What if you could lose weight by simply changing how you eat, rather than what you eat?
A small, but interesting study from China recently posed that question by comparing the effects of chewing on calorie consumption and hormone production. In this study, 16 normal weight young men and 14 obese young men were observed for their chewing habits.
It was found that the obese group had a lower average number of chews per bite as compared to the moderate weight group. Both groups took similar size bites, but the obese group averaged 15 chews per bite, versus 40 chews per bite in the normal weight group.
The number of chews correlated inversely to the amount of food consumed. The group that averaged 40 chews ingested almost 12% less food than the group that averaged 15 chews. The greater number of chews also resulted in lower postpradandial ghrelin concentration (a hormone that stimulates appetite) and higher postprandial glucagon-like peptide 1 (the satiety signal) and cholecystokinin concentrations (a hormone that lowers appetite).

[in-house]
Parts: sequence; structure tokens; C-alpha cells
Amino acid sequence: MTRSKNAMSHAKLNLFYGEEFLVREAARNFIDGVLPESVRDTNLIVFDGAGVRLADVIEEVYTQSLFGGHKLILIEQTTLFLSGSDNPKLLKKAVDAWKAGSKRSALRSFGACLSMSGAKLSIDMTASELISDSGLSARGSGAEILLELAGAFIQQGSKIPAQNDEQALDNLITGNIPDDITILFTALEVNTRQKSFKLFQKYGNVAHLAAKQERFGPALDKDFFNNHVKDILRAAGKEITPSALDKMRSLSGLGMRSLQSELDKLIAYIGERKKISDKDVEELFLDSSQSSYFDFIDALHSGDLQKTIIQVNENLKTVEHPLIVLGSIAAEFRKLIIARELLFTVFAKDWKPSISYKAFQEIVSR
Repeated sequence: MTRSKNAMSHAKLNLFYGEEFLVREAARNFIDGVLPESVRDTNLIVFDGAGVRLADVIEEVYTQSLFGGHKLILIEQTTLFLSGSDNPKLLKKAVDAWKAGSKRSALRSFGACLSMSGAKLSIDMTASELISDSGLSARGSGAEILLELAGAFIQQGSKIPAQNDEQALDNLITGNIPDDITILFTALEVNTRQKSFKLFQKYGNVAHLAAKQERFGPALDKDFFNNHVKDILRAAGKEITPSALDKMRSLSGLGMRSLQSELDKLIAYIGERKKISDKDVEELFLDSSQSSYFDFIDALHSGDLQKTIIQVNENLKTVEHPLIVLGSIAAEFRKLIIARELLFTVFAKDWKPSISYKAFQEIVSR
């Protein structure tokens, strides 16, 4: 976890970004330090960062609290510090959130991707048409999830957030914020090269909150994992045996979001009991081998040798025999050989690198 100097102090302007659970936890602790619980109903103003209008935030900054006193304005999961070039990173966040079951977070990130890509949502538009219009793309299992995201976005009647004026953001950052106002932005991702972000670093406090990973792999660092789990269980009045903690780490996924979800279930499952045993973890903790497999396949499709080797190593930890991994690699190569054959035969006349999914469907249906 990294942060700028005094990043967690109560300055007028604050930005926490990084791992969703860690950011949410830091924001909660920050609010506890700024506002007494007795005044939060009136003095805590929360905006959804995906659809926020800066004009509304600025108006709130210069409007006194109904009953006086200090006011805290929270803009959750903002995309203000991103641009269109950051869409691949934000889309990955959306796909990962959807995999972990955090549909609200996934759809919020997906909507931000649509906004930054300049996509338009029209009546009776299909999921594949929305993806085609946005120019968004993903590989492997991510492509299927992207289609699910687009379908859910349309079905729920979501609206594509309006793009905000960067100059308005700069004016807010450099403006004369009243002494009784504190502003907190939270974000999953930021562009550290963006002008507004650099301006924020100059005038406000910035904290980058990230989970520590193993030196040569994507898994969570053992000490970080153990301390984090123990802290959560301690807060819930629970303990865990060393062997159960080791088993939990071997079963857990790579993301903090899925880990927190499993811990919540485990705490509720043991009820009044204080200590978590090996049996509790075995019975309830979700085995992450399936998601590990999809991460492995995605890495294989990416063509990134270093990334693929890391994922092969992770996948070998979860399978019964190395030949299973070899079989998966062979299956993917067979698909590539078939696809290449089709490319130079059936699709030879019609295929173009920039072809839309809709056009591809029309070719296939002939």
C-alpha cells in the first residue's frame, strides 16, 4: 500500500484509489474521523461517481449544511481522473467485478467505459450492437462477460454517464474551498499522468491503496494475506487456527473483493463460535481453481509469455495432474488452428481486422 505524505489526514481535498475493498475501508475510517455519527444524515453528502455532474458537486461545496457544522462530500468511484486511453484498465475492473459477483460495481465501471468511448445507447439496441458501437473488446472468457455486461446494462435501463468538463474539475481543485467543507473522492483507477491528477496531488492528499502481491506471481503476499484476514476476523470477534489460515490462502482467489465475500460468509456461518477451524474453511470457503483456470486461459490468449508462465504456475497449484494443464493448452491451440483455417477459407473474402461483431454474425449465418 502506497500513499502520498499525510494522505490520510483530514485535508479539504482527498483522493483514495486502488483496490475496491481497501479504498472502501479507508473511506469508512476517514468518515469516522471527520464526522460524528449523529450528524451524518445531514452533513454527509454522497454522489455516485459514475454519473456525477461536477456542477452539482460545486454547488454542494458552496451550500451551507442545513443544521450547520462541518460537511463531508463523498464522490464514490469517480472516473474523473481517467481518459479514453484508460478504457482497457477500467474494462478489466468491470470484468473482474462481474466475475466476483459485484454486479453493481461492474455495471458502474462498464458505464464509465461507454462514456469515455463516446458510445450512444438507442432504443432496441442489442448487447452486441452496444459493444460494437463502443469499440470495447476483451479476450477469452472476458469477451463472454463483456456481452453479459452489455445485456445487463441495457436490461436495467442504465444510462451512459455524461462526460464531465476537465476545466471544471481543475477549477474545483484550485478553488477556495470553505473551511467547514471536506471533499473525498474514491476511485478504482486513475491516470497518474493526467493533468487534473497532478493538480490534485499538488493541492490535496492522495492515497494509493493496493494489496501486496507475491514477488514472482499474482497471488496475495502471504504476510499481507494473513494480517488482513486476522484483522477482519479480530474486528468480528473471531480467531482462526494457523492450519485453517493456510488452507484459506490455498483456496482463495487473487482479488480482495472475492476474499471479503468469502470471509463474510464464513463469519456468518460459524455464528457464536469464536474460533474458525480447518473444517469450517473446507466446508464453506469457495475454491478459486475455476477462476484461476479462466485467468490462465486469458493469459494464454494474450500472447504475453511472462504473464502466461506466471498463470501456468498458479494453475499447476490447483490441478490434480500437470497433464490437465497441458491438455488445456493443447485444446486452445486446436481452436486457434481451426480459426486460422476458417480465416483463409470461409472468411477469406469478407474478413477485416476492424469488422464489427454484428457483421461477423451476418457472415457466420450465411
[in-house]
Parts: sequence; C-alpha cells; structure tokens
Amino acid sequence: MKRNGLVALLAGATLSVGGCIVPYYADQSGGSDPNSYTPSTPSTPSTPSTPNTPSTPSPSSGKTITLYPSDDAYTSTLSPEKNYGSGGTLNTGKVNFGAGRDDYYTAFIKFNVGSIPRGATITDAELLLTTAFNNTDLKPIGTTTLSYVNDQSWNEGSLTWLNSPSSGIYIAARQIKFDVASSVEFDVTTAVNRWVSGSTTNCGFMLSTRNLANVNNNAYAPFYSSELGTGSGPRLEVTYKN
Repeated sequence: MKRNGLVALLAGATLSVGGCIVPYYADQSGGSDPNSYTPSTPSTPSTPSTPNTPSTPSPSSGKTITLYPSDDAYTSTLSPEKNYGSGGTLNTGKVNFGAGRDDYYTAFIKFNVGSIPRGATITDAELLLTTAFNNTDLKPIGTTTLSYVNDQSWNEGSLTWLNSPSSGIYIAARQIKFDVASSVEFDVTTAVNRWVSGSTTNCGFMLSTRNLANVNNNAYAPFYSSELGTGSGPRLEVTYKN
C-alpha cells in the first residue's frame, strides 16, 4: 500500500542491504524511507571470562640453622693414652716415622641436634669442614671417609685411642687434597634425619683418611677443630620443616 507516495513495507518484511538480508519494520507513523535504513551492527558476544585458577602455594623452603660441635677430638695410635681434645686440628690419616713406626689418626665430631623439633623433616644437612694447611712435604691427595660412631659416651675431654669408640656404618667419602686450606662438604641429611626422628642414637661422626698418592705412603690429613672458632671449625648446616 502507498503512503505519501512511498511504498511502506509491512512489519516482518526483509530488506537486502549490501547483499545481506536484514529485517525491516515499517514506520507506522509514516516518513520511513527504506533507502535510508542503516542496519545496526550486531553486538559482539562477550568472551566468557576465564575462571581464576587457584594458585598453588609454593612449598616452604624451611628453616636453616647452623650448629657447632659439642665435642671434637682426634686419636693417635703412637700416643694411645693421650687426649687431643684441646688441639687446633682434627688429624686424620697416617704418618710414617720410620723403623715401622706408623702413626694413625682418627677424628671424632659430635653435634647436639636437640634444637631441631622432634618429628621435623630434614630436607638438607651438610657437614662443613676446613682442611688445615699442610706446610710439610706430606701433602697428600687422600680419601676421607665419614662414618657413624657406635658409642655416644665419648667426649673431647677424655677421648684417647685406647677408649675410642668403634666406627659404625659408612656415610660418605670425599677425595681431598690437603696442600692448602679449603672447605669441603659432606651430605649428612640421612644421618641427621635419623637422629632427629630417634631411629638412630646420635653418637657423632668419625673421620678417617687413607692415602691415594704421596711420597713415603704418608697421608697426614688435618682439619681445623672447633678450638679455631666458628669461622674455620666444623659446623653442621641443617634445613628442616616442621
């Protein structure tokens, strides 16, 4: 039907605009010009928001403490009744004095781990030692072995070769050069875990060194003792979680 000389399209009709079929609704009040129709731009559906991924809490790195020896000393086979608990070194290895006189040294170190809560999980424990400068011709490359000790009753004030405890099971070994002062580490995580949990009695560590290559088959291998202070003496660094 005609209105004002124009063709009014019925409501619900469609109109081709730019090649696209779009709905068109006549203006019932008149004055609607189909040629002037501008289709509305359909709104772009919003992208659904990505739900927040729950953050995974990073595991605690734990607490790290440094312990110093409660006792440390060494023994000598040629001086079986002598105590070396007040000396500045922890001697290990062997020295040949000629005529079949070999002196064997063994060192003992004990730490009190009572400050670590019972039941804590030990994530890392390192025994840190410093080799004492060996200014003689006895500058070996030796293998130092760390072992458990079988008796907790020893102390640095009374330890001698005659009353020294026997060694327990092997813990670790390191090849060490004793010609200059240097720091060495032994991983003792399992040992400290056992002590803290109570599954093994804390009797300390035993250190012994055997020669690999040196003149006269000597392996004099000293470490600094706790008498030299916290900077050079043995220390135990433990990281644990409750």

This study verifies the common sense wisdom that chewing food completely, thus eating slower and more thoughtfully, results in lower consumption of calories. Yet many questions still remain: Are thinner people naturally programmed to chew their food longer? Can an overweight person lose pounds by changing their eating habits and chewing thoroughly?
We may not have definitive answers to these questions, but out of all the weight loss tips you can experiment with, this one may be the easiest you can try!
Am J Clin Nutr September 2011 vol. 94 no. 3 709-716